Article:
Microbial Quality of Poultry Manure and Selected Vegetables from the Korle-Bu Vegetable Farms

Thumbnail Image
Journal Title
Journal ISSN
Volume Title
Many vegetable growers in Ghana use animal manure to improve soil quality for vegetable cultivation. Manure use on vegetable farms has been implicated in most intestinal parasitic infection of vegetable consumers worldwide. This study investigated the microbial quality of poultry manure and selected vegetables from the Korle-Bu Vegetable Farms. Thirty-three (33) farmers out of the reported 76 farmers were interviewed employing a face to face interview using a structured questionnaire to ascertain manure use and management practices. All farmers interviewed were males, with majority between the ages of 21 and 40 years (54.54%) with no formal education (69.70 %). Convenient sampling was done from three farms where manure and vegetables samples were collected and tested for microbial quality. Most (85%) cultivated exotic vegetables and employed organic fertilizer (78%), mainly composted (53.85%). Manure was usually applied after transplanting of seedlings (80.71%) around the crops (50%). Laboratory analysis revealed coliforms ranged from 3.5 x 104 to 2.3 x 105cfu/g for manure samples, 1.3 x 103 to 2.0 x 103cfu/g for lettuce, 2.2 x 102 to 2.1 x 103cfu/g for carrots and 1.7 x 102 to 1.5 x 103cfu/g for green pepper. The microbial load on vegetables were within the WHO acceptable limit on the vegetables and such information can be disseminated to policy makers and consumers to encourage consumers to patronize these organic produces. Escherichia coli, and Salmonella spp. were observed in manure samples while Escherichia coli was observed in one lettuce sample. Farmers need further education on manure handling and use.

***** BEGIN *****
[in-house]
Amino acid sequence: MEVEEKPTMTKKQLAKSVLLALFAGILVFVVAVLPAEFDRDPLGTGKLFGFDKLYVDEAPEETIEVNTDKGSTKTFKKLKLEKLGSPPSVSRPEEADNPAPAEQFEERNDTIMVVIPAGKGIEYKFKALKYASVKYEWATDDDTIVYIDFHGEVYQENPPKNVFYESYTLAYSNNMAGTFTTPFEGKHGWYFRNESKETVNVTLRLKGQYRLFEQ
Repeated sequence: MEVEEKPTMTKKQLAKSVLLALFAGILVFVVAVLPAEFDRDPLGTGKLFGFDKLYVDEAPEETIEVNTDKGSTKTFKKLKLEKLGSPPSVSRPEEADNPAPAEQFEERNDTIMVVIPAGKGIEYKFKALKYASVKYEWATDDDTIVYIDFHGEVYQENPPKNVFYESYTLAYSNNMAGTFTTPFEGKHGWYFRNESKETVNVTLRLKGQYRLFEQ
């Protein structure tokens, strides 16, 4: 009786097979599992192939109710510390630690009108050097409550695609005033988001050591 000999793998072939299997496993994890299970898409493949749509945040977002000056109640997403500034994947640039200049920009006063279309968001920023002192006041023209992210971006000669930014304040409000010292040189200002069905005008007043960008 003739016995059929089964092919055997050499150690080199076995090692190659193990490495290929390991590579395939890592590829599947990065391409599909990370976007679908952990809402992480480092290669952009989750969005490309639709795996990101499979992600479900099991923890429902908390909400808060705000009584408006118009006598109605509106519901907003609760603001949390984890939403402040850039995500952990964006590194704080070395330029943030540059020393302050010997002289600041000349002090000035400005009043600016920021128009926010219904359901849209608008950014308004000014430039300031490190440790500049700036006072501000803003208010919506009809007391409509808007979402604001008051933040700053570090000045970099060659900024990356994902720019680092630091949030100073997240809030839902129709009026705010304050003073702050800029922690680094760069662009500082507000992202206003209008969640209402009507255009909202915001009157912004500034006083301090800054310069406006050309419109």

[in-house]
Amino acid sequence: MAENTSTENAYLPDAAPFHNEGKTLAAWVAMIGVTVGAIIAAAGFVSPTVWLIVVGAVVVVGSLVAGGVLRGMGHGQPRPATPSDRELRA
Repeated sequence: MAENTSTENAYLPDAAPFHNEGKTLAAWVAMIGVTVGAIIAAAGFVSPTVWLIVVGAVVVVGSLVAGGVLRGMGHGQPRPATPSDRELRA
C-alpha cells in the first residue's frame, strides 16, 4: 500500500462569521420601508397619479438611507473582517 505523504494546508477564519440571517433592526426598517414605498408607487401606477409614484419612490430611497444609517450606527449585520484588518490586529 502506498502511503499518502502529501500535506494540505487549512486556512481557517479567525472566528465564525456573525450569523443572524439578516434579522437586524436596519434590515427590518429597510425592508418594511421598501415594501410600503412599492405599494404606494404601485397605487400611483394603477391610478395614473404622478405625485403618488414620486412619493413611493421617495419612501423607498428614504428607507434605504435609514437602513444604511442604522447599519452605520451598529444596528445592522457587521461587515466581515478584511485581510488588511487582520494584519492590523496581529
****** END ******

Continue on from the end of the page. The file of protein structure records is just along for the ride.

A thesis submitted to the Department of Food Science and Technology, College of Science, in partial fulfilment of the requirements for the degree of Master of Science in Food Quality Management